Recent DOL Action: Proposed Delay of Fiduciary Rule and New Transition Period Guidance

The Department of Labor (DOL) recently indicated in a court filing that it has submitted a proposed rule to the Office of Management and Budget (OMB) to extend the transition period of the Fiduciary Rule and delay the second phase of implementation from January 1, 2018 to July 1, 2019. This proposal is currently under review by the OMB.

The DOL also recently released a new set of FAQ guidance regarding compliance with the Fiduciary Rule during the transition period when providing advice to IRAs, plans covered by the Employee Retirement Income Security Act of 1974 (ERISA), and other plans covered by section 4975 of the Internal Revenue Code (Code). Most of the questions dealt specifically with the prohibited transaction exemption under ERISA section 408(b)(2) for service providers to ERISA plans.

ERISA Section 406(a)(1)(C) prohibits plan fiduciaries from causing a plan to enter into an arrangement with a party in interest for the provision of services, absent some exemption. Parties in interest include fiduciaries, service providers, and the employer whose employees are covered by the plan, as well as certain persons or entities related to those parties. ERISA section 408(b)(2) and Rule 408b-2 thereunder exempt service providers such as investment advisers to ERISA plans from this prohibited transaction provided that the services are necessary for the operation of the plan, the services are furnished under a reasonable contract or arrangement, and no more than reasonable compensation is paid. Rule 408b-2 also requires service providers to provide an initial disclosure statement stating the services to be provided, a description of compensation to be received, and a description of the manner in which compensation will be received, among other things. Investment advisers to ERISA plans who are fiduciaries must also generally disclose that fact.

The first phase of the Fiduciary Rule which became applicable on June 9, 2017 included the revised definition of fiduciary investment advice under ERISA. As a result, certain service providers are now considered fiduciaries under ERISA who previously were not. However, the DOL specified that during the transition period only compliance with the Impartial Conduct Standards of the new Best Interest Contract (BIC) exemption is required. All other provisions of the BIC exemption, including fiduciary status disclosure requirements, were delayed to January 1, 2018.

This raised the question of whether service providers who are considered ERISA fiduciaries under the revised definition must update their 408b-2 disclosure statements to disclose fiduciary status, despite not being required to do so by the BIC exemption until 2018. The DOL resolved this confusion in the negative in their latest set of FAQ guidance. Specifically, the DOL stated that these service providers could satisfy their 408b-2 disclosure requirements by providing an accurate and complete description of the services to be performed, including services that would make the service provider an investment advice fiduciary under the revised definition of fiduciary investment advice, without expressly disclosing fiduciary status or using the term “fiduciary.” The express disclosure of fiduciary status is not required until the applicability date of the full BIC exemption (currently January 1, 2018).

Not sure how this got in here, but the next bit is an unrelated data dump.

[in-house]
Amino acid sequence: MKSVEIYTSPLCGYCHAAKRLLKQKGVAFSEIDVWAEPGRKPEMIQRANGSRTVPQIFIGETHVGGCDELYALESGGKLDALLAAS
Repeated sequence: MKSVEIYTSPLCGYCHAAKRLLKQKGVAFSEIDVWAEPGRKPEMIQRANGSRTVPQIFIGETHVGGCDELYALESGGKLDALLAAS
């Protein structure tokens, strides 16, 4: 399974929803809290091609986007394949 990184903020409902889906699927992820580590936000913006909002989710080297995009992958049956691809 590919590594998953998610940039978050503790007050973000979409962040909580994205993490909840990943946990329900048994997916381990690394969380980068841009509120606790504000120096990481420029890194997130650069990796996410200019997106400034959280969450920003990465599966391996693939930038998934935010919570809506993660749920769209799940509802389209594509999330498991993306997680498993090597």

However, the service provider’s contract or disclosure statement with an ERISA pension plan client may not state that the service provider is not a fiduciary or is not providing fiduciary services if that is no longer true. The DOL noted that this is an affirmatively incorrect statement given the revised definition of fiduciary investment advice, and would not be an accurate and complete description of the service provider’s services. The service provider must provide a revised contract or disclosure removing or correcting the affirmatively incorrect answer.

Typically, revisions to 408b-2 disclosures must be disclosed as soon as practicable but no later than 60 days from the date on which the service provider was informed of the change. The DOL noted that a 60-day disclosure period was impractical here given the uncertainty surrounding the Fiduciary Rule and its implementation date. Thus, the DOL stated that service providers who must correct their fiduciary status 408b-2 disclosure will be in compliance if they disclose the change as soon as practicable after June 9, 2017, even if more than 60 days after June 9, 2017.

The DOL also clarified in its newly issued FAQ guidance that general communications including recommendations to contribute to a plan or IRA or to otherwise increase contributions, without recommending any particular investment or investment strategy, would generally not be treated as fiduciary investment advice. Similarly, recommendations to a plan administrator or other plan fiduciary regarding increasing plan participation and contribution rates would generally not be considered fiduciary investment advice. The communications must not include any recommendations regarding specific investment products or management of particular investments.

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